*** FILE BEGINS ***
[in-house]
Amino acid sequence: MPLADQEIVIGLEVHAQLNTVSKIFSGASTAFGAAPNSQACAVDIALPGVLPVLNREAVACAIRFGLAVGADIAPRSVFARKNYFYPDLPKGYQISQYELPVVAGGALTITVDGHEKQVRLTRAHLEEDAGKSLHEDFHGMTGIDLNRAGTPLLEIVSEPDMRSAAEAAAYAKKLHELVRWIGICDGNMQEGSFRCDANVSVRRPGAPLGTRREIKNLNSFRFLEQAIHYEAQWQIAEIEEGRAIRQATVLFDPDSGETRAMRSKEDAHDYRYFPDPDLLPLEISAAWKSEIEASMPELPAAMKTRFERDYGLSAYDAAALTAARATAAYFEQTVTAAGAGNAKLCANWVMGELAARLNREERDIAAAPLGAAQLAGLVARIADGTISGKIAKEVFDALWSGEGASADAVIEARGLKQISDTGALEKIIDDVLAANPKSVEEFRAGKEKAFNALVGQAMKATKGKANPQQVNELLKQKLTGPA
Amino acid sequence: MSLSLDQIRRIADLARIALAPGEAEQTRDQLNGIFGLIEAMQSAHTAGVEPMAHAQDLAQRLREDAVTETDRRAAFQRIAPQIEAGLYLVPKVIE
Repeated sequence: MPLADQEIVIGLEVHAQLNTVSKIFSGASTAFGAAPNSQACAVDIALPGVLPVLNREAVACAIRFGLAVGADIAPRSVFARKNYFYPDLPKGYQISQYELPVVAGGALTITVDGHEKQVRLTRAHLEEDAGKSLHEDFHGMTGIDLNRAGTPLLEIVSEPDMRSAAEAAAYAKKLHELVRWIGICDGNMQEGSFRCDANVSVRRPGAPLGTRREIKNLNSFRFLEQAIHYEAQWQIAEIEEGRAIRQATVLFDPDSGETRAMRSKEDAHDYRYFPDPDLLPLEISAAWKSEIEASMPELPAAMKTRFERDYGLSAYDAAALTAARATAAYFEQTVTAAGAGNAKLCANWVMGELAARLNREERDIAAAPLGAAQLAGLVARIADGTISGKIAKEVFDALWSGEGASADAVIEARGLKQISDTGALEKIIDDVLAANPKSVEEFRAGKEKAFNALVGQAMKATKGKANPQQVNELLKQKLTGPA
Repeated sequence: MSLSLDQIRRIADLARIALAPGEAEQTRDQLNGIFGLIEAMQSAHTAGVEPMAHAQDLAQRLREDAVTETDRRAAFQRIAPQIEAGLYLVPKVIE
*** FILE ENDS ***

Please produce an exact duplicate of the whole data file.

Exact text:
[in-house]
Amino acid sequence: MPLADQEIVIGLEVHAQLNTVSKIFSGASTAFGAAPNSQACAVDIALPGVLPVLNREAVACAIRFGLAVGADIAPRSVFARKNYFYPDLPKGYQISQYELPVVAGGALTITVDGHEKQVRLTRAHLEEDAGKSLHEDFHGMTGIDLNRAGTPLLEIVSEPDMRSAAEAAAYAKKLHELVRWIGICDGNMQEGSFRCDANVSVRRPGAPLGTRREIKNLNSFRFLEQAIHYEAQWQIAEIEEGRAIRQATVLFDPDSGETRAMRSKEDAHDYRYFPDPDLLPLEISAAWKSEIEASMPELPAAMKTRFERDYGLSAYDAAALTAARATAAYFEQTVTAAGAGNAKLCANWVMGELAARLNREERDIAAAPLGAAQLAGLVARIADGTISGKIAKEVFDALWSGEGASADAVIEARGLKQISDTGALEKIIDDVLAANPKSVEEFRAGKEKAFNALVGQAMKATKGKANPQQVNELLKQKLTGPA
Amino acid sequence: MSLSLDQIRRIADLARIALAPGEAEQTRDQLNGIFGLIEAMQSAHTAGVEPMAHAQDLAQRLREDAVTETDRRAAFQRIAPQIEAGLYLVPKVIE
Repeated sequence: MPLADQEIVIGLEVHAQLNTVSKIFSGASTAFGAAPNSQACAVDIALPGVLPVLNREAVACAIRFGLAVGADIAPRSVFARKNYFYPDLPKGYQISQYELPVVAGGALTITVDGHEKQVRLTRAHLEEDAGKSLHEDFHGMTGIDLNRAGTPLLEIVSEPDMRSAAEAAAYAKKLHELVRWIGICDGNMQEGSFRCDANVSVRRPGAPLGTRREIKNLNSFRFLEQAIHYEAQWQIAEIEEGRAIRQATVLFDPDSGETRAMRSKEDAHDYRYFPDPDLLPLEISAAWKSEIEASMPELPAAMKTRFERDYGLSAYDAAALTAARATAAYFEQTVTAAGAGNAKLCANWVMGELAARLNREERDIAAAPLGAAQLAGLVARIADGTISGKIAKEVFDALWSGEGASADAVIEARGLKQISDTGALEKIIDDVLAANPKSVEEFRAGKEKAFNALVGQAMKATKGKANPQQVNELLKQKLTGPA
Repeated sequence: MSLSLDQIRRIADLARIALAPGEAEQTRDQLNGIFGLIEAMQSAHTAGVEPMAHAQDLAQRLREDAVTETDRRAAFQRIAPQIEAGLYLVPKVIE